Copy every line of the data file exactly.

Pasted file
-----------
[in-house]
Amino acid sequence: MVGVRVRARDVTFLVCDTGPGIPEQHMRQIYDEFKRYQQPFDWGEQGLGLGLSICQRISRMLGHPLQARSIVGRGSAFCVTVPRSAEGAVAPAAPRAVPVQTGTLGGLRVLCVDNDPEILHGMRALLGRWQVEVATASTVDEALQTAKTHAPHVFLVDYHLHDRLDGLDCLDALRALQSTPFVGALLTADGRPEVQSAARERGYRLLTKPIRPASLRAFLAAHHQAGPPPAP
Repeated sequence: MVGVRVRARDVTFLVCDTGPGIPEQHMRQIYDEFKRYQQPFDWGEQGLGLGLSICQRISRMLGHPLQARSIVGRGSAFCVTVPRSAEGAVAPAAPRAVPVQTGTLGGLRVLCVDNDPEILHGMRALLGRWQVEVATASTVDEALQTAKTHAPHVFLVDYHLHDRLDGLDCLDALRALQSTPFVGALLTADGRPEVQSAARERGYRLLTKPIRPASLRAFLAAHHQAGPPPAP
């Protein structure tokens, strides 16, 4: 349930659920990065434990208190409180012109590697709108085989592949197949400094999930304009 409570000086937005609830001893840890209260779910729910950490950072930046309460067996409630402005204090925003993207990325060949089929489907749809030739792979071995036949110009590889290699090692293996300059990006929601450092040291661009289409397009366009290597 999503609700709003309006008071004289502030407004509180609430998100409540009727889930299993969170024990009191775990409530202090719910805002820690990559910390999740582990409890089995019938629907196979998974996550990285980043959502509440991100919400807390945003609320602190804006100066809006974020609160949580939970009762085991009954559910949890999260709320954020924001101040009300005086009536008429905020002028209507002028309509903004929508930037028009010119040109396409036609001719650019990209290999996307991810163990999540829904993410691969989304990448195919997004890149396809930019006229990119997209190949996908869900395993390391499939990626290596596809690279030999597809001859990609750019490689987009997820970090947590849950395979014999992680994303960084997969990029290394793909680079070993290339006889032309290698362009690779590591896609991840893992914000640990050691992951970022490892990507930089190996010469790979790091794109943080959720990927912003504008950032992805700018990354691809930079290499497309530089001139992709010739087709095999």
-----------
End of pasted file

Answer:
[in-house]
Amino acid sequence: MVGVRVRARDVTFLVCDTGPGIPEQHMRQIYDEFKRYQQPFDWGEQGLGLGLSICQRISRMLGHPLQARSIVGRGSAFCVTVPRSAEGAVAPAAPRAVPVQTGTLGGLRVLCVDNDPEILHGMRALLGRWQVEVATASTVDEALQTAKTHAPHVFLVDYHLHDRLDGLDCLDALRALQSTPFVGALLTADGRPEVQSAARERGYRLLTKPIRPASLRAFLAAHHQAGPPPAP
Repeated sequence: MVGVRVRARDVTFLVCDTGPGIPEQHMRQIYDEFKRYQQPFDWGEQGLGLGLSICQRISRMLGHPLQARSIVGRGSAFCVTVPRSAEGAVAPAAPRAVPVQTGTLGGLRVLCVDNDPEILHGMRALLGRWQVEVATASTVDEALQTAKTHAPHVFLVDYHLHDRLDGLDCLDALRALQSTPFVGALLTADGRPEVQSAARERGYRLLTKPIRPASLRAFLAAHHQAGPPPAP
């Protein structure tokens, strides 16, 4: 349930659920990065434990208190409180012109590697709108085989592949197949400094999930304009 409570000086937005609830001893840890209260779910729910950490950072930046309460067996409630402005204090925003993207990325060949089929489907749809030739792979071995036949110009590889290699090692293996300059990006929601450092040291661009289409397009366009290597 999503609700709003309006008071004289502030407004509180609430998100409540009727889930299993969170024990009191775990409530202090719910805002820690990559910390999740582990409890089995019938629907196979998974996550990285980043959502509440991100919400807390945003609320602190804006100066809006974020609160949580939970009762085991009954559910949890999260709320954020924001101040009300005086009536008429905020002028209507002028309509903004929508930037028009010119040109396409036609001719650019990209290999996307991810163990999540829904993410691969989304990448195919997004890149396809930019006229990119997209190949996908869900395993390391499939990626290596596809690279030999597809001859990609750019490689987009997820970090947590849950395979014999992680994303960084997969990029290394793909680079070993290339006889032309290698362009690779590591896609991840893992914000640990050691992951970022490892990507930089190996010469790979790091794109943080959720990927912003504008950032992805700018990354691809930079290499497309530089001139992709010739087709095999």